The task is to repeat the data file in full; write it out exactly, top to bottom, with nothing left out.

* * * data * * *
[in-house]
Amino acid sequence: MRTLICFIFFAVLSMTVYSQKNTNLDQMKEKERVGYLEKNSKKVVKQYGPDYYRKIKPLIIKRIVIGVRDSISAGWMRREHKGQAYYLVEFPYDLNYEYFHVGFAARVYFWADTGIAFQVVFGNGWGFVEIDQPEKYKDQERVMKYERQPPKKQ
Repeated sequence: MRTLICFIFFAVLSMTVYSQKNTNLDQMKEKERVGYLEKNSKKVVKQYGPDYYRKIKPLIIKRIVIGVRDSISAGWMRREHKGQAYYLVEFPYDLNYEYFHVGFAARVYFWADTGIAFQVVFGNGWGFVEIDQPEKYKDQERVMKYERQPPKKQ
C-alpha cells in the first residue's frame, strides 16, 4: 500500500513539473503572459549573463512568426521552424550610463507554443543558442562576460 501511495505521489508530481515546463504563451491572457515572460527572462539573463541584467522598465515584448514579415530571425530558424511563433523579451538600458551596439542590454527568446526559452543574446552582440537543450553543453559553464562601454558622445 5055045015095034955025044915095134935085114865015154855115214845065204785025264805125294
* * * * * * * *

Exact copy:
[in-house]
Amino acid sequence: MRTLICFIFFAVLSMTVYSQKNTNLDQMKEKERVGYLEKNSKKVVKQYGPDYYRKIKPLIIKRIVIGVRDSISAGWMRREHKGQAYYLVEFPYDLNYEYFHVGFAARVYFWADTGIAFQVVFGNGWGFVEIDQPEKYKDQERVMKYERQPPKKQ
Repeated sequence: MRTLICFIFFAVLSMTVYSQKNTNLDQMKEKERVGYLEKNSKKVVKQYGPDYYRKIKPLIIKRIVIGVRDSISAGWMRREHKGQAYYLVEFPYDLNYEYFHVGFAARVYFWADTGIAFQVVFGNGWGFVEIDQPEKYKDQERVMKYERQPPKKQ
C-alpha cells in the first residue's frame, strides 16, 4: 500500500513539473503572459549573463512568426521552424550610463507554443543558442562576460 501511495505521489508530481515546463504563451491572457515572460527572462539573463541584467522598465515584448514579415530571425530558424511563433523579451538600458551596439542590454527568446526559452543574446552582440537543450553543453559553464562601454558622445 5055045015095034955025044915095134935085114865015154855115214845065204785025264805125294